Among humans, the capability to learn from others (commonly known as “social learning”) enhances cognition, social, emotional, and personality development. Theoretical models have suggested that involvement in the social world has major developmental implications as individuals are always observing what is going on therein and learning from it. The social context within which an individual is embedded has an important role of providing the symbols of representation as well as linguistic expression. The environment within which an individual is born provides the basis for socialization (Lachman, Lachman, & Butterfield, 2015). For instance, in babies, face perception develops by the age of two months. During childhood, at the swimming pool or playground, children develop social cognition through exposure to various phases as well as through associating their experiences to the phases.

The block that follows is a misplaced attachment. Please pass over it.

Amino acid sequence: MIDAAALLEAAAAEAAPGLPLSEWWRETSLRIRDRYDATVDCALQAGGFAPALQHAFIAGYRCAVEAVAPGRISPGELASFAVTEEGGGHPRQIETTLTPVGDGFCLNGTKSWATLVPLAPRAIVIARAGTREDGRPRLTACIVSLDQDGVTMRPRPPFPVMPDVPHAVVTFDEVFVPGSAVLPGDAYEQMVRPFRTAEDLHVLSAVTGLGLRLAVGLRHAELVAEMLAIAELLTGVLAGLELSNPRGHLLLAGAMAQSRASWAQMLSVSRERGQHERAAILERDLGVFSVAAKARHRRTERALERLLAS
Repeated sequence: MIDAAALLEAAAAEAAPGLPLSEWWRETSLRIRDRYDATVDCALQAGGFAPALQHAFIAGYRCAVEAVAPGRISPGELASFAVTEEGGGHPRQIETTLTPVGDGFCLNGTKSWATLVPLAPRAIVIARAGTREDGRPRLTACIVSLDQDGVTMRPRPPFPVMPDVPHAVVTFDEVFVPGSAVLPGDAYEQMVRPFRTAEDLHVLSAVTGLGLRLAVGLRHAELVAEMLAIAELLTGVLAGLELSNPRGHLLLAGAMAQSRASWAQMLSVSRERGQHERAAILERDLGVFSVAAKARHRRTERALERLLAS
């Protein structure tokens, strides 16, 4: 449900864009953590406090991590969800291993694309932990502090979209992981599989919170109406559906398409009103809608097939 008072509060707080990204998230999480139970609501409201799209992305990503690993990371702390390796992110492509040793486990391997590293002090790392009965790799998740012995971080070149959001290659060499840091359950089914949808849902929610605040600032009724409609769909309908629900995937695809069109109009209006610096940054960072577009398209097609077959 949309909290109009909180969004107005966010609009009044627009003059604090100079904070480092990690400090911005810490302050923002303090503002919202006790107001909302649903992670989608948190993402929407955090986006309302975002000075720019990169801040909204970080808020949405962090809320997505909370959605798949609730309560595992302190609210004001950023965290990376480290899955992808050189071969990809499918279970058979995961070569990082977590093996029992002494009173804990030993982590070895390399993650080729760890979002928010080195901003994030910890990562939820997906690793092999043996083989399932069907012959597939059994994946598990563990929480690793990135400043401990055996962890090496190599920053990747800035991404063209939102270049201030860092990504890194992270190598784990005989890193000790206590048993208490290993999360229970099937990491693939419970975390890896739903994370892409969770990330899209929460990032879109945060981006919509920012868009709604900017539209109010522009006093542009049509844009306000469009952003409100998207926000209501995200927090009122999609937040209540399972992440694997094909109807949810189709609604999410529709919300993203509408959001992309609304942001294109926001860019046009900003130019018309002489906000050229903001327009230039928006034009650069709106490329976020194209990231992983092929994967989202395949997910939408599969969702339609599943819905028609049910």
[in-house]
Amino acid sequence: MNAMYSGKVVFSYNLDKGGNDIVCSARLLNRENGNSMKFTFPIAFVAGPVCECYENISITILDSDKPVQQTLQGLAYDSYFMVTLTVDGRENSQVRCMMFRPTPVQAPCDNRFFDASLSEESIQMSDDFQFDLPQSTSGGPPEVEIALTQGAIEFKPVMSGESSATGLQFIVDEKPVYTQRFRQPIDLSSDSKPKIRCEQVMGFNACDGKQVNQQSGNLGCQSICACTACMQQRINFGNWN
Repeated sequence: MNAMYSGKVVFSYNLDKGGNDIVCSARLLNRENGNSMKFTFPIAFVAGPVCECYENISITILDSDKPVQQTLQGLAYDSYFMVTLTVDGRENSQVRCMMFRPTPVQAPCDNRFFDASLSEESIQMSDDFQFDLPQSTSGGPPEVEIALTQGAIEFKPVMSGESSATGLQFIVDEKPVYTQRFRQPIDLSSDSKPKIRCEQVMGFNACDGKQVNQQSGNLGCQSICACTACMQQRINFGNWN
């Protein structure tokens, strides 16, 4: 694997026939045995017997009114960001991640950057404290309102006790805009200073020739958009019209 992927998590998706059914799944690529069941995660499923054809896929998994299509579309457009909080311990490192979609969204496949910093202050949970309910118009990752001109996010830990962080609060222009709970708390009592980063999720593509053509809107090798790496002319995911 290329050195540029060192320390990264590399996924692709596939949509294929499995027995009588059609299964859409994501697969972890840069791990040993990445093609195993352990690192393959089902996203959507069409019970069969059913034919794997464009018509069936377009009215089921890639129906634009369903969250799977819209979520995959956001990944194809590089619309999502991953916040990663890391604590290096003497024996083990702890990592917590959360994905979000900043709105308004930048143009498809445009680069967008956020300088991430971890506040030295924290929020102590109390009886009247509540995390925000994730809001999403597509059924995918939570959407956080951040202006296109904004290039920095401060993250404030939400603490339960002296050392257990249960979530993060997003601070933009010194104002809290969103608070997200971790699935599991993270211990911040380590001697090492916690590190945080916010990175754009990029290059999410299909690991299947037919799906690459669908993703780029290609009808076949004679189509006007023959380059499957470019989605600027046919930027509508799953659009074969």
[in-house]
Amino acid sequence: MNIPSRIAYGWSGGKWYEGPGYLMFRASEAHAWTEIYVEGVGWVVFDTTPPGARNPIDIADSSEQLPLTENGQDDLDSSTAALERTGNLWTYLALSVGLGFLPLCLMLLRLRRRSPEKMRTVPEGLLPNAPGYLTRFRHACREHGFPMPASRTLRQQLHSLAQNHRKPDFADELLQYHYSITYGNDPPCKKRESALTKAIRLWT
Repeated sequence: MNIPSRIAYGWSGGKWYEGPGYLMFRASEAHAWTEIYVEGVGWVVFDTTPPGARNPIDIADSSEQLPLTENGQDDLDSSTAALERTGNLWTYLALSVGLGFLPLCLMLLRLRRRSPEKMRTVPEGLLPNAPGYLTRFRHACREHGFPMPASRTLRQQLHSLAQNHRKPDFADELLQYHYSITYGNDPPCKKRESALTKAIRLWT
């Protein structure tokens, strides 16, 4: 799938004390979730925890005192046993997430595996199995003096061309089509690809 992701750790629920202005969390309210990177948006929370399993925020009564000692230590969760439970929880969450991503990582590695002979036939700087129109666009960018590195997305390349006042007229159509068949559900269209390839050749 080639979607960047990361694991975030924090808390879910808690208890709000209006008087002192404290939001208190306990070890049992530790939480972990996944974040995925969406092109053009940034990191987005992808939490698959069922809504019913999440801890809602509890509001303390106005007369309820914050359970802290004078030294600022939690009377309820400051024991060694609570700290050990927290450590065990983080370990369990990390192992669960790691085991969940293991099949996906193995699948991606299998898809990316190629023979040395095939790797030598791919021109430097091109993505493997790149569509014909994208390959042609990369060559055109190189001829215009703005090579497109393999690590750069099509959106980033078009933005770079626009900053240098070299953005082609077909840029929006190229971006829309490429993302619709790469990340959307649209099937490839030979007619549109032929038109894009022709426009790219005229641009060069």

As one continues to grow in the social environment, various other activities and experiences provide the basis for learning and development. Education plays a very important role in development. In fact, through education, development in all areas (social, emotional, and cognitive) is possible (Cheung & Delavega, 2014). In regards to the environment, choices made lead to action and eventually to experience. A good example of an emergent behavior is language acquisition. The social environment can affect humans either positively or negatively. An optimistic environment has positive effects on an individual, while a negative environment has adverse effects. For example, positive relationships have a constructive effect on the development of any person. On the other hand, negative relationships, such as those between children and neglectful or indifferent parents will have a destructive effect on the development of the former (Neisser, 2014). Thus, this generally means that the kind of environment and experiences one is exposed to can have either positive or negative consequences as people are social creatures residing in a social environment.